The frequency of The Beatles’ albums seems startling now but as ten months passed between the release dates of Revolver in August 1966 and the next LP on 1 June 1967, there was much speculation about what was seen as a long gap. The wait was the result of The Beatles pursuing a new direction. They had decided that their concert at Candlestick Park, San Francisco on 29 August 1966 would be their last. Touring had become musically frustrating and too dangerous. In December 1966, Paul explained: ‘We feel that only through recording do people listen to us, so that is our most important form of communication. We take as much time as we want on a track, until we get it to our satisfaction.’

With Sgt. Pepper, The Beatles and producer George Martin showed the world what could be achieved with this approach. Their experimental and painstaking work meant that around 400 hours were needed to complete the LP - an astonishing total at that time. Unusual studio techniques were applied throughout Sgt. Pepper. Artificial Double Tracking, or ‘phasing’ as it was nicknamed, was used to alter the true sound of an instrument or a voice. There was also the speeding up and slowing down of tapes during recording and mixing, which changed the tempo and pitch of a voice, instrument or whole song.

No singles were released from Sgt. Pepper, although it includes two of the best known Lennon/McCartney hits - ‘With A Little Help From My Friends’ and ‘Lucy In The Sky With Diamonds’. The songs range across styles from the poignant ballad ‘She’s Leaving Home’ to the jaunty music hall pastiche ‘When I’m Sixty-Four’ and the giddy fairground atmosphere of ‘Being For The Benefit Of Mr. Kite!’. The album ends with ‘A Day In The Life’ - a composition seamlessly combining two distinct ideas originating from John and Paul. The most radical aspect of its arrangement was the superimposition of an orchestra building to a cacophonous climax. George Harrison’s ‘Within You Without You’ introduced pop fans to the unfamiliar sound of an Indian ensemble trading licks with a classical string section. However, it is not only the exotic instrumentation on the album that dazzles, listen for the soulful drum fills, exciting guitar flourishes, elastic bass lines and characterful vocals.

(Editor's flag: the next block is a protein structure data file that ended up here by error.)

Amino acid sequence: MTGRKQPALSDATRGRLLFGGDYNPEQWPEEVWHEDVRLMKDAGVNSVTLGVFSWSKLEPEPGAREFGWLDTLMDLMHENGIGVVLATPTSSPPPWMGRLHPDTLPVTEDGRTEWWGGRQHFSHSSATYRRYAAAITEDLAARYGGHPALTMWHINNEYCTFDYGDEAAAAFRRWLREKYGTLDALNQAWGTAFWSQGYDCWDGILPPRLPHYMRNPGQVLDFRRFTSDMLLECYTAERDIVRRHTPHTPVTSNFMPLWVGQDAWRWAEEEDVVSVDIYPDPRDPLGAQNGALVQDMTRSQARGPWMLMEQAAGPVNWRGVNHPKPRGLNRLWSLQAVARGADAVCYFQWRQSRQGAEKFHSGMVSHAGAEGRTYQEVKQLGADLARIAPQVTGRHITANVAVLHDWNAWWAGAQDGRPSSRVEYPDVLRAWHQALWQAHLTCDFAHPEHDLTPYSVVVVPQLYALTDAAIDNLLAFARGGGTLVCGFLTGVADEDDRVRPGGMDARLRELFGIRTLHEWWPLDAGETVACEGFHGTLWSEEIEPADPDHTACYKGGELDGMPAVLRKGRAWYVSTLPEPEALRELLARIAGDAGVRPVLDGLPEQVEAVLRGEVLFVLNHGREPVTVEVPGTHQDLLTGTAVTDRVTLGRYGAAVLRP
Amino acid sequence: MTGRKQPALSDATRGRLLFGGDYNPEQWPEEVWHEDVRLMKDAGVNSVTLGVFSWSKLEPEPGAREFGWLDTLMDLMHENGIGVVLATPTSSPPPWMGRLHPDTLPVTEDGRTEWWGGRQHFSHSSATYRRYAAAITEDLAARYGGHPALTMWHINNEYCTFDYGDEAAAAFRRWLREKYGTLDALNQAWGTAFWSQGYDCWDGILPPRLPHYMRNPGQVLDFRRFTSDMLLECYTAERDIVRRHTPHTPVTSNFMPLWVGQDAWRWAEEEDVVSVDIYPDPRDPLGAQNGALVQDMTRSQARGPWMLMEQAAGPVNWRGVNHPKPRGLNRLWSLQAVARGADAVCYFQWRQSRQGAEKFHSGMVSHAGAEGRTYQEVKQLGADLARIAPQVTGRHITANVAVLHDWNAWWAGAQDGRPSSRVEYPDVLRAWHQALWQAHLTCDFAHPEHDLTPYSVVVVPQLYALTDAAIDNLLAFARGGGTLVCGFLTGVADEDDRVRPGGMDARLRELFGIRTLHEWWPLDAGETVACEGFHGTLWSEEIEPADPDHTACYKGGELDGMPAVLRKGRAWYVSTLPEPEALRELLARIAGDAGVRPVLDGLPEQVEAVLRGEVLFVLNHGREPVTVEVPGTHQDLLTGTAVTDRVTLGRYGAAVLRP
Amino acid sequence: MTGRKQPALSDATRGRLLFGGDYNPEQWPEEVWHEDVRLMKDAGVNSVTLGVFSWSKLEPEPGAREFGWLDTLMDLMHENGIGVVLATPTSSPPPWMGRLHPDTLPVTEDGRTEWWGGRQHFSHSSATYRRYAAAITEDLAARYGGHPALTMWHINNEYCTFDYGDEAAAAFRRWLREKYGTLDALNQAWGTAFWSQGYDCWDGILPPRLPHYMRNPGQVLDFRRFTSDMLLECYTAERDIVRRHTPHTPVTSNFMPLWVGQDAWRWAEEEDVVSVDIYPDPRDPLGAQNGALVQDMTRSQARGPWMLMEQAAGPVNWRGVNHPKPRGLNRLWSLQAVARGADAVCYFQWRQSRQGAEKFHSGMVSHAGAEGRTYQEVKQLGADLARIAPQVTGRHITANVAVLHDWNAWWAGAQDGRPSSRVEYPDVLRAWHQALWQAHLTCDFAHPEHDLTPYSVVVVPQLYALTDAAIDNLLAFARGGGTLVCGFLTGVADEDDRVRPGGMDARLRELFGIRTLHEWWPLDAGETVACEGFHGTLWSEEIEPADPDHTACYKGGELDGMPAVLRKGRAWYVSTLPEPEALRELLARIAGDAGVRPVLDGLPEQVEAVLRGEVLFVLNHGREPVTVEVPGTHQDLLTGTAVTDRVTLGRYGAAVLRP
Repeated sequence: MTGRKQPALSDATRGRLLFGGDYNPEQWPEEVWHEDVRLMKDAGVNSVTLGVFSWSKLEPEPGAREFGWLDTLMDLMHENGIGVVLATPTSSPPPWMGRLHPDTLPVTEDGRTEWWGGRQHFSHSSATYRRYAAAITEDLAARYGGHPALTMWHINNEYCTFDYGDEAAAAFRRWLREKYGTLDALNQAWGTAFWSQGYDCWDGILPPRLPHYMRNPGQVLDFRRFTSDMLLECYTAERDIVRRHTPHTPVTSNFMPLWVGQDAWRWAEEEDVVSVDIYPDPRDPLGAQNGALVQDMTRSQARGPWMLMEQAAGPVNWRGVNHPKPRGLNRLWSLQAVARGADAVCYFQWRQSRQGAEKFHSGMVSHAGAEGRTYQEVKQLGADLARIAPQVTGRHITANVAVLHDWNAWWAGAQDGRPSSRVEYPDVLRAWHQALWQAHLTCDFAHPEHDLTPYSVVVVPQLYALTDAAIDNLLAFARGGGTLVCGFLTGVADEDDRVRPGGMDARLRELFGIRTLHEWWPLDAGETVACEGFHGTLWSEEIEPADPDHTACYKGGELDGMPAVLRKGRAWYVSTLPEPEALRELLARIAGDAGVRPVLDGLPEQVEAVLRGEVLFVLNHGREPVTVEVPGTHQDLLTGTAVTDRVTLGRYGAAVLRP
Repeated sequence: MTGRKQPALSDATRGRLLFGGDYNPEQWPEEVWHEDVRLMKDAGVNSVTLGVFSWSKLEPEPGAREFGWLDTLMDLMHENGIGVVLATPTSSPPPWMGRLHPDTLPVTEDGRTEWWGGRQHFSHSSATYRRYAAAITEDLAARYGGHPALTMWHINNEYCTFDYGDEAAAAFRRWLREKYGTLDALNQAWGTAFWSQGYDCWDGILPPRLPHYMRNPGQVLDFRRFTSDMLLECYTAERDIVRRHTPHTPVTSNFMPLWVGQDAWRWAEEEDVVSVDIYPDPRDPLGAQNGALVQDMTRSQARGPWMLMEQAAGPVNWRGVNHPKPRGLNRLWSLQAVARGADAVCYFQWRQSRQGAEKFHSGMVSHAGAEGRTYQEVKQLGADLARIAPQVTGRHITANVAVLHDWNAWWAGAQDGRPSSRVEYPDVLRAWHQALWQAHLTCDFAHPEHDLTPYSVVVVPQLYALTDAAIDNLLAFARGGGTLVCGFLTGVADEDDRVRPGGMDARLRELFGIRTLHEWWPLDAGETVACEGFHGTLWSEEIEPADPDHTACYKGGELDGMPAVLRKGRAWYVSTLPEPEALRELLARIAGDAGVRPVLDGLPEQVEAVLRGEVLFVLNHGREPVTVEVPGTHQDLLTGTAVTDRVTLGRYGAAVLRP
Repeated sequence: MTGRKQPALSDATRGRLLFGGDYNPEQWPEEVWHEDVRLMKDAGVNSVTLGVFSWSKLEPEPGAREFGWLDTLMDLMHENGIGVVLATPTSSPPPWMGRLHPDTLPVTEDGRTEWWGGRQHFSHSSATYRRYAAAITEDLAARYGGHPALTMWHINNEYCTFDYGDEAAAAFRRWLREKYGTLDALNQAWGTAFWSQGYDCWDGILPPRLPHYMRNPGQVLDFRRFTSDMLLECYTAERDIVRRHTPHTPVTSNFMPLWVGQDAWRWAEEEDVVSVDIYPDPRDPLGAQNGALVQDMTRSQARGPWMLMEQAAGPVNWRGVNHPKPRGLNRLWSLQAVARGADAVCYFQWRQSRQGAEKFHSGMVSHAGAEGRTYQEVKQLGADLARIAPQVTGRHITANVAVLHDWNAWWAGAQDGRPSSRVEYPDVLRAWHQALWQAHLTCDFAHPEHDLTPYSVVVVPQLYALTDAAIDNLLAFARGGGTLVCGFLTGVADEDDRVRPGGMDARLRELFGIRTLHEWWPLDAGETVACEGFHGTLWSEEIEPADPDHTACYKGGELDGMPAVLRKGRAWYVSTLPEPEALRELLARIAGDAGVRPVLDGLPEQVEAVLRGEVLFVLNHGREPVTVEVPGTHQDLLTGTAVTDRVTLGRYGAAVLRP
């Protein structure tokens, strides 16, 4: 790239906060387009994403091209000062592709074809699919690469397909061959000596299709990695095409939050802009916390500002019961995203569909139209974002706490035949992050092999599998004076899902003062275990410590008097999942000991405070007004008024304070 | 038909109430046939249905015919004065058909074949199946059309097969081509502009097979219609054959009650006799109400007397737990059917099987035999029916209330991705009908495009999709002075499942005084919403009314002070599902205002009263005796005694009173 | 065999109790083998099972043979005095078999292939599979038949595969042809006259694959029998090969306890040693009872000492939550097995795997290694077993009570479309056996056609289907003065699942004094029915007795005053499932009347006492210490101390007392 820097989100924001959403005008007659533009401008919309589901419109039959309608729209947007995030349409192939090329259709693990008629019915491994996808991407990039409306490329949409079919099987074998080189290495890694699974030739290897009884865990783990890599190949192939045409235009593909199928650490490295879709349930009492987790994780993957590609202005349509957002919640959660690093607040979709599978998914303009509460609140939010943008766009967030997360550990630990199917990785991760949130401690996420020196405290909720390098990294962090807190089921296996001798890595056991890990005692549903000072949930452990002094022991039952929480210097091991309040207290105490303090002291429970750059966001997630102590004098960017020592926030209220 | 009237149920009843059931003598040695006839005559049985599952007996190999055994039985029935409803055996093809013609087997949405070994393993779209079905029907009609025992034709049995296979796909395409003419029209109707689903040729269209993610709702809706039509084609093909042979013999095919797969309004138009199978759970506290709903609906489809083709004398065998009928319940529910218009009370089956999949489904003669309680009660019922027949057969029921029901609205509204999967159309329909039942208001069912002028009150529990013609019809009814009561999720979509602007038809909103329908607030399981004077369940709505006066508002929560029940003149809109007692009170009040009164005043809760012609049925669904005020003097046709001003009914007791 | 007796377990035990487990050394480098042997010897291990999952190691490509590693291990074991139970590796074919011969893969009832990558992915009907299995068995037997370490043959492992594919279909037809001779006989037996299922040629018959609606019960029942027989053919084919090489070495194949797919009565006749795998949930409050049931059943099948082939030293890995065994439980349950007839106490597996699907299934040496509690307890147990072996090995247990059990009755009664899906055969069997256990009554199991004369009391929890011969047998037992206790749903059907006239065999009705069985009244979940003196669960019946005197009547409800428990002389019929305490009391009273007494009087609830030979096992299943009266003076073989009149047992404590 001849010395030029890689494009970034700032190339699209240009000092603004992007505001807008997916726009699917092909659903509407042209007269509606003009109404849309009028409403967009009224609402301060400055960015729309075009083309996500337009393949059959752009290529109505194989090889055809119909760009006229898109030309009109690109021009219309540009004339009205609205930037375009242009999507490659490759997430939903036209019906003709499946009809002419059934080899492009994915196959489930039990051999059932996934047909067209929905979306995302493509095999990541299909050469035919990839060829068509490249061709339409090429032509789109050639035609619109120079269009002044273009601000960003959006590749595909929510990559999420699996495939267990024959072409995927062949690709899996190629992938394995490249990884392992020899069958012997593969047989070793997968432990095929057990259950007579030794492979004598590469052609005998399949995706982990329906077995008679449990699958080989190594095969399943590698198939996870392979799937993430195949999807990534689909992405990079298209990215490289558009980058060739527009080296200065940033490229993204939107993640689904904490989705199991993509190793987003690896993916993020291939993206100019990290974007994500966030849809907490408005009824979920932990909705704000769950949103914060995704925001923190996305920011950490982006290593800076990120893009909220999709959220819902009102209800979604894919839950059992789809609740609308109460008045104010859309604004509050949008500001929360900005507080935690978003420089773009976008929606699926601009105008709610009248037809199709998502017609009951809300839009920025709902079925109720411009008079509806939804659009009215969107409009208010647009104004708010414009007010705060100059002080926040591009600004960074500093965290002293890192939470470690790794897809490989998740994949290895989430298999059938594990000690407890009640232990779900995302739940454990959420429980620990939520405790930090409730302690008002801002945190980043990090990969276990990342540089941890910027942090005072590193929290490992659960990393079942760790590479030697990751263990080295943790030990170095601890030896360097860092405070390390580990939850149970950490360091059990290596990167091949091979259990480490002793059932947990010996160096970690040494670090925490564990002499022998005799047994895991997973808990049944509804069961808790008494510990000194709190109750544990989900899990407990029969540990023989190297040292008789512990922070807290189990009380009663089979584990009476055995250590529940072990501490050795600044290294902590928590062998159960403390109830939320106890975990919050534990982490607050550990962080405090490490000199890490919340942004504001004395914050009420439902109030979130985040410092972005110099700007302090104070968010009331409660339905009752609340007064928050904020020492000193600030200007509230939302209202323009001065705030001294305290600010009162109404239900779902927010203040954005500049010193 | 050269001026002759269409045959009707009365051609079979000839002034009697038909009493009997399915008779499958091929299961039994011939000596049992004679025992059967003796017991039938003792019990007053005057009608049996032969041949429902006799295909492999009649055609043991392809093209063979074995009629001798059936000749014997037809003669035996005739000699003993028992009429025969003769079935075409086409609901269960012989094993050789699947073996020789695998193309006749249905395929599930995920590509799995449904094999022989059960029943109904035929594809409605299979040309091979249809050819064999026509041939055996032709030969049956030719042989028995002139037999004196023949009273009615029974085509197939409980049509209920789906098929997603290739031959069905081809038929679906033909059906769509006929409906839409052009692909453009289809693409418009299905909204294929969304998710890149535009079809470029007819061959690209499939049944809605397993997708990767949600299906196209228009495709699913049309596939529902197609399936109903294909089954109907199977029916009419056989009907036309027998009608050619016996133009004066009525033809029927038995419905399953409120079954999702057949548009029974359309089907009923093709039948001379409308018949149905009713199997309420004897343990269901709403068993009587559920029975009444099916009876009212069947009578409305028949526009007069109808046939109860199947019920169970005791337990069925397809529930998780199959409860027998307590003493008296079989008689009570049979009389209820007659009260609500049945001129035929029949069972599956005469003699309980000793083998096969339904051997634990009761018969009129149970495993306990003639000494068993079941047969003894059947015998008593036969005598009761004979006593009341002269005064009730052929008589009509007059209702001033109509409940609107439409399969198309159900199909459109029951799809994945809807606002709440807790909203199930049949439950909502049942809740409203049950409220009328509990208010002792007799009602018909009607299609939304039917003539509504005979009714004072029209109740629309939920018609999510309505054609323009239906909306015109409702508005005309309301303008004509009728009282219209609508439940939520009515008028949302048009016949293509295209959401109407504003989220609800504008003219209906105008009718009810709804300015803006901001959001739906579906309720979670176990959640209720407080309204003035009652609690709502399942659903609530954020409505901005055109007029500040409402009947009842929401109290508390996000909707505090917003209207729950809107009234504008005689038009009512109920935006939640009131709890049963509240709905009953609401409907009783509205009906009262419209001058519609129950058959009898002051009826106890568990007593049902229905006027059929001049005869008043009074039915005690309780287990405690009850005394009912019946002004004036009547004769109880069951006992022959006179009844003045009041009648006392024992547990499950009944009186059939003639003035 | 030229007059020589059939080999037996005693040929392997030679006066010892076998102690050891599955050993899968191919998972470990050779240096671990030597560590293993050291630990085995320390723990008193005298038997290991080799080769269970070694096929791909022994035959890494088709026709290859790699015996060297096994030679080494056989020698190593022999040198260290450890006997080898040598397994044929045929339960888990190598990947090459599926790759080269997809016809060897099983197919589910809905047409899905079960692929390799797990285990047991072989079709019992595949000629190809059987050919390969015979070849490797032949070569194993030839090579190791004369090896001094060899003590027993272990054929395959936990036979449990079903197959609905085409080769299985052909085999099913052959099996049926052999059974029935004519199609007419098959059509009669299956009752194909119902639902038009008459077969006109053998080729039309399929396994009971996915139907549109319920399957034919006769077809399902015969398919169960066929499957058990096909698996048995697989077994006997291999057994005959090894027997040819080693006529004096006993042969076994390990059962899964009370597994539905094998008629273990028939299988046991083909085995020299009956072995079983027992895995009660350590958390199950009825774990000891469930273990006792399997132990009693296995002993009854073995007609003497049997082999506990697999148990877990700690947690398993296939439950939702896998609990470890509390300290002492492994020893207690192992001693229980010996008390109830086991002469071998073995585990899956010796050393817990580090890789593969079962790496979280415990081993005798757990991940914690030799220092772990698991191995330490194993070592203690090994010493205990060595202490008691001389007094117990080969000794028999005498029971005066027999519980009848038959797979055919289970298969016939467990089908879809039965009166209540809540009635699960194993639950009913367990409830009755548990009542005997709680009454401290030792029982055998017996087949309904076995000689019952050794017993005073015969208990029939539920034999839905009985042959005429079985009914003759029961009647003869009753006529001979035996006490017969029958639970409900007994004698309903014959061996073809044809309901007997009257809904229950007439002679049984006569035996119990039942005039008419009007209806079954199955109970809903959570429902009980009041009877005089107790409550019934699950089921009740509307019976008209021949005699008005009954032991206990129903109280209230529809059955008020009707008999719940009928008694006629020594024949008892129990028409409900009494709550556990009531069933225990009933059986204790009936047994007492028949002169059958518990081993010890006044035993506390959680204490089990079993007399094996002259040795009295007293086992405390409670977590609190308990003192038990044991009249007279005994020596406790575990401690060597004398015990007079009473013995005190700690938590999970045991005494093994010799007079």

As the sessions for Sgt. Pepper progressed, George Martin recognised the commercial risk he and the group were taking: ‘As it was getting more and more avant-garde... there was a slight niggle of worry. I thought, “Is the public ready for this yet?”’. It was.
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